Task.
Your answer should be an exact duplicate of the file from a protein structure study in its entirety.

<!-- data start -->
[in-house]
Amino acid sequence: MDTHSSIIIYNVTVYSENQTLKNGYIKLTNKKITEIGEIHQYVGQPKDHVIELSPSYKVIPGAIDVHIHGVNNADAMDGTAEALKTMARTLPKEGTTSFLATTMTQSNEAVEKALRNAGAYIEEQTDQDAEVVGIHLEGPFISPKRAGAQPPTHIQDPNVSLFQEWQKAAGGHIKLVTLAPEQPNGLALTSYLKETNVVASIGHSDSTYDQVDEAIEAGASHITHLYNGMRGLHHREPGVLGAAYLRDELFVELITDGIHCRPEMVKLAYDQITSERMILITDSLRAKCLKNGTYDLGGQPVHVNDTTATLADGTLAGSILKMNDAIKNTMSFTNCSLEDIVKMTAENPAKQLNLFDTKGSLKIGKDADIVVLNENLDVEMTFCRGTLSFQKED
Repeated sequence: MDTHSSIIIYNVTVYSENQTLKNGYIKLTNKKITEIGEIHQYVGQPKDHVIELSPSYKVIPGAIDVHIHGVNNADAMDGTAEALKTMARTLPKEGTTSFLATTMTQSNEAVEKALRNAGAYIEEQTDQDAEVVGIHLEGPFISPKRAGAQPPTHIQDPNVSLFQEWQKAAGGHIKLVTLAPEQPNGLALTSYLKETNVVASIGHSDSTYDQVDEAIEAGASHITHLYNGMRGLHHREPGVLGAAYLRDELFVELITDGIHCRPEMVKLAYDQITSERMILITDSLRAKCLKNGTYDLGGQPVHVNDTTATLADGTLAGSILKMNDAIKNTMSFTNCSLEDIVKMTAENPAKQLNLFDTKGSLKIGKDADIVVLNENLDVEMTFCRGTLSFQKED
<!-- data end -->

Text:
[in-house]
Amino acid sequence: MDTHSSIIIYNVTVYSENQTLKNGYIKLTNKKITEIGEIHQYVGQPKDHVIELSPSYKVIPGAIDVHIHGVNNADAMDGTAEALKTMARTLPKEGTTSFLATTMTQSNEAVEKALRNAGAYIEEQTDQDAEVVGIHLEGPFISPKRAGAQPPTHIQDPNVSLFQEWQKAAGGHIKLVTLAPEQPNGLALTSYLKETNVVASIGHSDSTYDQVDEAIEAGASHITHLYNGMRGLHHREPGVLGAAYLRDELFVELITDGIHCRPEMVKLAYDQITSERMILITDSLRAKCLKNGTYDLGGQPVHVNDTTATLADGTLAGSILKMNDAIKNTMSFTNCSLEDIVKMTAENPAKQLNLFDTKGSLKIGKDADIVVLNENLDVEMTFCRGTLSFQKED
Repeated sequence: MDTHSSIIIYNVTVYSENQTLKNGYIKLTNKKITEIGEIHQYVGQPKDHVIELSPSYKVIPGAIDVHIHGVNNADAMDGTAEALKTMARTLPKEGTTSFLATTMTQSNEAVEKALRNAGAYIEEQTDQDAEVVGIHLEGPFISPKRAGAQPPTHIQDPNVSLFQEWQKAAGGHIKLVTLAPEQPNGLALTSYLKETNVVASIGHSDSTYDQVDEAIEAGASHITHLYNGMRGLHHREPGVLGAAYLRDELFVELITDGIHCRPEMVKLAYDQITSERMILITDSLRAKCLKNGTYDLGGQPVHVNDTTATLADGTLAGSILKMNDAIKNTMSFTNCSLEDIVKMTAENPAKQLNLFDTKGSLKIGKDADIVVLNENLDVEMTFCRGTLSFQKED